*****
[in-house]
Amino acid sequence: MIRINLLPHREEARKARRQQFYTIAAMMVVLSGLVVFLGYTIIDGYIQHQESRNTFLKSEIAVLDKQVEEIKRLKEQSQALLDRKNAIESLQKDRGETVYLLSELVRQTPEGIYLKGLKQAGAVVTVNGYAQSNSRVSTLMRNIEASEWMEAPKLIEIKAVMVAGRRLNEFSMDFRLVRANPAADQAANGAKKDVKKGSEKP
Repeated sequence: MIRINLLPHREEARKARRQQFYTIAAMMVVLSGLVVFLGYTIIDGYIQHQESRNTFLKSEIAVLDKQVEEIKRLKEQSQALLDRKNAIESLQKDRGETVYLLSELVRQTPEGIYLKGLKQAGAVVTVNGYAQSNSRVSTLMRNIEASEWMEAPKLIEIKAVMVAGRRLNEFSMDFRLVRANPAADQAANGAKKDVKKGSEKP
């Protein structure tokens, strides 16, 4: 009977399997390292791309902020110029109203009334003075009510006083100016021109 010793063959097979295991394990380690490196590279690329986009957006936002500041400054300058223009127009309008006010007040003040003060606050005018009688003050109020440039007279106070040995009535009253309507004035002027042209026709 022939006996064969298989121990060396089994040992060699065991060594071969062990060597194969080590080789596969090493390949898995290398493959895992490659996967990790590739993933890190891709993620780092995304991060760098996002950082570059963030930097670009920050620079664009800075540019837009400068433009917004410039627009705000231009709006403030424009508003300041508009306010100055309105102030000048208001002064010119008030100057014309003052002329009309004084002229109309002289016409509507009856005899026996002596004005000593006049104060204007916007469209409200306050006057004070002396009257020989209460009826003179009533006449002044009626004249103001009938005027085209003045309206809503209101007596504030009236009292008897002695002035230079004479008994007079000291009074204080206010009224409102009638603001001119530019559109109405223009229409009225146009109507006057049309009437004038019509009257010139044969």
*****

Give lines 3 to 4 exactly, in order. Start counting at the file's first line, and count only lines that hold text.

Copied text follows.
Repeated sequence: MIRINLLPHREEARKARRQQFYTIAAMMVVLSGLVVFLGYTIIDGYIQHQESRNTFLKSEIAVLDKQVEEIKRLKEQSQALLDRKNAIESLQKDRGETVYLLSELVRQTPEGIYLKGLKQAGAVVTVNGYAQSNSRVSTLMRNIEASEWMEAPKLIEIKAVMVAGRRLNEFSMDFRLVRANPAADQAANGAKKDVKKGSEKP
């Protein structure tokens, strides 16, 4: 009977399997390292791309902020110029109203009334003075009510006083100016021109 010793063959097979295991394990380690490196590279690329986009957006936002500041400054300058223009127009309008006010007040003040003060606050005018009688003050109020440039007279106070040995009535009253309507004035002027042209026709 022939006996064969298989121990060396089994040992060699065991060594071969062990060597194969080590080789596969090493390949898995290398493959895992490659996967990790590739993933890190891709993620780092995304991060760098996002950082570059963030930097670009920050620079664009800075540019837009400068433009917004410039627009705000231009709006403030424009508003300041508009306010100055309105102030000048208001002064010119008030100057014309003052002329009309004084002229109309002289016409509507009856005899026996002596004005000593006049104060204007916007469209409200306050006057004070002396009257020989209460009826003179009533006449002044009626004249103001009938005027085209003045309206809503209101007596504030009236009292008897002695002035230079004479008994007079000291009074204080206010009224409102009638603001001119530019559109109405223009229409009225146009109507006057049309009437004038019509009257010139044969």